Alan Wojcik: He used to be Agent Steele but he has become "the Marquee" Bruce Santee.

Lenny Leonard: Man I love this guy. Needs to not get down on himself as often as he does. Has all the tools to make it though.

Alan Wojcik: Quite possibly the three best teams in years: The Shane Twins, the Black Market (Machete & Murphy) and the Heartbreak Express (Sean & Phil Davis).

Lenny Leonard: 3 very good and very different teams.

Shane Twins, amazing talents, physical freaks, incredibly gifted athletes. WWE made a big mistake with them. If you can’t figure out what to do with 300 lb identical twins, release the writers, not the wrestlers. Black Market, 2 tough tough dudes, can wrestle, brawl, work any style you want, and both guys love this business so much. 2 of the good guys in my book. HBX, as entertaining a team as you will find anywhere. Willing to do anything to have a memorable match. They can work; Sean can talk for them both, a real throwback type of a team. If they were 20 years older they’d be rich men.

Alan Wojcik: I wasn’t going to let you get away from an interview without asking about a common interest we have, love for the NY Yankees. What do you think of their current season and would you gauze up Hank Steinbrenner for all of us?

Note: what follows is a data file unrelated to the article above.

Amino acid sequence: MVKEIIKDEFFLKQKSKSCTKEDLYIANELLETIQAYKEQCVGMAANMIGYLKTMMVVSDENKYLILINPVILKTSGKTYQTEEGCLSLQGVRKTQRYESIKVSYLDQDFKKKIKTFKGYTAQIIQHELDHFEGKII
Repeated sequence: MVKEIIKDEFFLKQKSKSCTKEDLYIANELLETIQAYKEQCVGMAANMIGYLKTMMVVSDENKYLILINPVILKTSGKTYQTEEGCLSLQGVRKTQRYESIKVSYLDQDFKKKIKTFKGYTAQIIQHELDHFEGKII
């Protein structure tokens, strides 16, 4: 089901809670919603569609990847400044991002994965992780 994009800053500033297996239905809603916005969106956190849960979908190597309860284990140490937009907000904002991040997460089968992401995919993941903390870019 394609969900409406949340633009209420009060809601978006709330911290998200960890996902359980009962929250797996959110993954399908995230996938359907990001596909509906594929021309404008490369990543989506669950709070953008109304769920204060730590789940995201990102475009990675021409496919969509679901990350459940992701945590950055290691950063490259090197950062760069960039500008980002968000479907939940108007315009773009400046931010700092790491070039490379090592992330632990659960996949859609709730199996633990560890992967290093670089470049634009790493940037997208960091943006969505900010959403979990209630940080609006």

Lenny Leonard: I think like any team, it all comes down to pitching. Hughes, Mussina and Kennedy need to be better, because if they aren’t they now do not have the chips in which to make a deal for a front line guy, as the 2 pieces they wouldn’t trade for Santana will have been proven to be busts, and they wouldn’t be able to get a bucket of Gatorade for them afterwards. That being said, real Yankees fans don’t get worried in April. Come see me in August and we’ll talk. But Hank needs to shut his yap and let Cashman and Girardi do their jobs. He ran Torre out of town for Girardi, and he’s taken 1 month to 2nd guess his hand picked successor…He’s a big fat blowhard like his old man, but at least George earned the right to run his yapper. It was his freaking money on the line. Fat trust fund baby playing with his billion dollar toy… makes me sick…

Thanks to Lenny for taking time out of his busy schedule for this interview. For more information on Ring of Honor log onto www.rohwrestling.com and Full Impact Pro’s site is www.fullimpactpro.com